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MOET breeding schemes for wool sheep 1. Design alternatives

  • N. R. Wray (a1) and M. E. Goddard (a1)

Abstract

Breeding schemes for ivool sheep based on natural service (N), MOET (multiple ovulation and embryo transfer) in adults (A) and MOET in juveniles (J) are compared using Monte Carlo simulation allowing overlapping generations and selection across age groups. In all schemes parents can be a maximum of 6 years old when their offspring are born, and can be a minimum of 2 years in N or A schemes or 1 year in f schemes. Embryo transfer success rates follow realistic distributions (only 70% of flushes resulting in live lambs) with a mean of 2·13 or 345 6-month-old lambs per donor per flush for current or ‘future’ situations. Under natural mating an average of 1·09 6-month-old lambs per ewe mated is assumed. The trait under selection has a heritability of 0·4 and is measurable on both sexes by 18 months of age, which is before selection in N and A schemes but after the initial opportunity for selection in f schemes where selection is based on a pedigree index. Two culling policies for males are considered in J schemes: all sires culled if not selected (J), or all sires available for selection after their record is collected even if they were not selected on their pedigree index in the previous year (f o ). Comparison of schemes is made on the basis of response depressed by the effect of inbreeding and cumulated and discounted over a medium time horizon. For a given population size (constant expected number of lambs per year and therefore numbers of dams dependent on fertility rates) different numbers of sires were utilized. The optimum number of sires was determined as the number which maximized the response criterion. N, A, J and J° schemes have different optimum numbers of sires (5, 8,30 and 20 respectively) which occur at different rates of inbreeding and which are approximately independent of population size. Advantages in the response criterion of A, J and J° over N schemes are 23%, 33% and 47% respectively for ‘future’ embryo transfer success rates and mass selection. Increasing the number of lambs born per donor ewe from 2·13 to 13·8 (by increasing embryos per flush and number of flushes) increases the response criterion by up to 25% in A and up to 11% in J schemes (assuming donor ewes are mated to a different sire for each flush) with 345 lambs born per year. Use of best linear unbiased prediction (BLUP) estimated breeding values increases response by 8%, 3% and 3% in N, A and J schemes respectively. The advantages off over A and N schemes, of increased lambs per donor and of BLUP over mass selection all increase as population size increases. Insemination of the poorer ewes with semen which gave only female offspring gave 5% increase in the N scheme and no benefit in A or f schemes.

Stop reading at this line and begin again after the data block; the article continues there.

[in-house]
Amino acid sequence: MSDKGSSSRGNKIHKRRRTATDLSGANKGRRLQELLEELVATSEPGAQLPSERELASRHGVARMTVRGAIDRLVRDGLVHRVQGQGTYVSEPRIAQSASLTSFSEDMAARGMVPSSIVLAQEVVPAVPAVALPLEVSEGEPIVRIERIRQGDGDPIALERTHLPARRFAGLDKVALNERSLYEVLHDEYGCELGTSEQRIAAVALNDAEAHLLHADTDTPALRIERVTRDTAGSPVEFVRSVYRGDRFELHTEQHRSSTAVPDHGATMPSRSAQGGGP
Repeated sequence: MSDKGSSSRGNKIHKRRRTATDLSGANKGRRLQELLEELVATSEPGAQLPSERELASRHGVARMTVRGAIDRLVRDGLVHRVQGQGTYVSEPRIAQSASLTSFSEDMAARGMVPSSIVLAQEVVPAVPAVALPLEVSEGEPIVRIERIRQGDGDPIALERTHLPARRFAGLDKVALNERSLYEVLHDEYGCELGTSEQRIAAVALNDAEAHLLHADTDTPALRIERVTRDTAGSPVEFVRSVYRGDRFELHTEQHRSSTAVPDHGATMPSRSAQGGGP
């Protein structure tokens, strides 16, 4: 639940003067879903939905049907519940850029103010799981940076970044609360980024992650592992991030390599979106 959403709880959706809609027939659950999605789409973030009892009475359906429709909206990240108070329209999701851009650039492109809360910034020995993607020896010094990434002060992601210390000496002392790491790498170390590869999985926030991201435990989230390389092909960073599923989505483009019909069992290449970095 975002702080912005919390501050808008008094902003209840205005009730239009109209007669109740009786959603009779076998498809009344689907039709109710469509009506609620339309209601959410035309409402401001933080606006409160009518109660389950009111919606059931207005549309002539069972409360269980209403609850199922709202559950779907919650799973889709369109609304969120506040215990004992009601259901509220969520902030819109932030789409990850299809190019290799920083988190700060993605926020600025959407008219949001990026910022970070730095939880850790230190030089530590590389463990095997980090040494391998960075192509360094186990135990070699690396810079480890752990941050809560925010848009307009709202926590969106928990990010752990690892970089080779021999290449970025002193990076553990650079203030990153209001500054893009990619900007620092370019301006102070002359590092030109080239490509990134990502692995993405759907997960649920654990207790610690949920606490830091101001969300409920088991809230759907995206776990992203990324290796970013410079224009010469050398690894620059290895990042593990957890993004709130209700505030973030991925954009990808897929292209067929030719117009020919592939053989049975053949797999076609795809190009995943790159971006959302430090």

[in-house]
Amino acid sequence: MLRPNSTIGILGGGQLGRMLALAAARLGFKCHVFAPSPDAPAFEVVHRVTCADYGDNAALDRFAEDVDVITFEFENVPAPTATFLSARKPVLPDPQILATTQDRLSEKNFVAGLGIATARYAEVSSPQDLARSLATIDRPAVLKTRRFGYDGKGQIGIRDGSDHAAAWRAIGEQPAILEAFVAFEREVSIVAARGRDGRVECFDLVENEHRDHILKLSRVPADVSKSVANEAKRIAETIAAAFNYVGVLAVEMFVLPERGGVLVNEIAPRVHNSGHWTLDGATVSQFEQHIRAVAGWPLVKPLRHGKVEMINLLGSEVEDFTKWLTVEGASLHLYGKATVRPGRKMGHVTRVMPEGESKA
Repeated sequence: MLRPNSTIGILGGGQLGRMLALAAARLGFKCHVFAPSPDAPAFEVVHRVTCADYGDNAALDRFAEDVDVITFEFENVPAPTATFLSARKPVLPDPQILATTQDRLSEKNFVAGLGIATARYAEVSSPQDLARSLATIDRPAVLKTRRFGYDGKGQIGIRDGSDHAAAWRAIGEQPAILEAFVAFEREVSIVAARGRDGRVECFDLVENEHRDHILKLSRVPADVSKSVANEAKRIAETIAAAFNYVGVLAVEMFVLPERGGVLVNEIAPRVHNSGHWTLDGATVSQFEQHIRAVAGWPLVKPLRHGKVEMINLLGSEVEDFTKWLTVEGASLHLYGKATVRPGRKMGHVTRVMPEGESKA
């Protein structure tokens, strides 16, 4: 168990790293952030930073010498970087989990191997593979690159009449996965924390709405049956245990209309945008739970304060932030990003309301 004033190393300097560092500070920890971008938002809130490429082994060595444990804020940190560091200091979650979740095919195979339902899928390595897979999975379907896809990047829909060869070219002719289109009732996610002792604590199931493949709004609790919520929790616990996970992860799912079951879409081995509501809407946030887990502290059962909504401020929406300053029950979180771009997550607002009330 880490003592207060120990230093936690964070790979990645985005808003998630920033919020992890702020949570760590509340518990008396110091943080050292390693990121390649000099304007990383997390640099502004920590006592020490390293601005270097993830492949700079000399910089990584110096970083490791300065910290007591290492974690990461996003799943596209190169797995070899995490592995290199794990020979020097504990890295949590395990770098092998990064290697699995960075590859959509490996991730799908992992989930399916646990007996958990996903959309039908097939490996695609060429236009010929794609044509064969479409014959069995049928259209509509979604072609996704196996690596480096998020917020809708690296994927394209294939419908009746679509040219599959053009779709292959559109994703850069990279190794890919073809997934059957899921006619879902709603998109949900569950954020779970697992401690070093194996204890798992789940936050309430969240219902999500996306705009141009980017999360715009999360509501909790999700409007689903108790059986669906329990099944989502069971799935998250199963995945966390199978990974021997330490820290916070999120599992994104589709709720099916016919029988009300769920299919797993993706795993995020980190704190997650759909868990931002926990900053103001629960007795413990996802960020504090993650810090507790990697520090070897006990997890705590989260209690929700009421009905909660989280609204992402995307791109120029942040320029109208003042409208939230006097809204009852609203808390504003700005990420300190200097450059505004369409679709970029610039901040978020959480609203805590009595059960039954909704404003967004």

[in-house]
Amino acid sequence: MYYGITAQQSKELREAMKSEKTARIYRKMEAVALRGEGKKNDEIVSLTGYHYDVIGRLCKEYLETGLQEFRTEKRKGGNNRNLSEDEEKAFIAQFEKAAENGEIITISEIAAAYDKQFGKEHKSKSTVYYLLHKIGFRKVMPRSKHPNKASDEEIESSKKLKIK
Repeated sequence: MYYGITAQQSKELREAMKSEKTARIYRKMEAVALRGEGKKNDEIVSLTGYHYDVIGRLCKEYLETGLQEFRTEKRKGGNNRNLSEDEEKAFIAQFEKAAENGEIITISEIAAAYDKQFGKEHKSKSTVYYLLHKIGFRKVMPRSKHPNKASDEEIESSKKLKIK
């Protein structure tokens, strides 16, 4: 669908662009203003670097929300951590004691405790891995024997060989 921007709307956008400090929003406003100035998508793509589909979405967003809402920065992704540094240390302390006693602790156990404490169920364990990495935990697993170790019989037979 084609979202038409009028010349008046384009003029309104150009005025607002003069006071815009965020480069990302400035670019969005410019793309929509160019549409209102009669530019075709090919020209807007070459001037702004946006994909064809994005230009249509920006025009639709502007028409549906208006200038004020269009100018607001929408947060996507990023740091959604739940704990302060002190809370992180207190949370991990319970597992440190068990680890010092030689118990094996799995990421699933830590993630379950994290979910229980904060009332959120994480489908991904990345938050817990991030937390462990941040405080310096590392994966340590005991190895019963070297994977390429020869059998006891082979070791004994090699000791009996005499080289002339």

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References

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MOET breeding schemes for wool sheep 1. Design alternatives

  • N. R. Wray (a1) and M. E. Goddard (a1)

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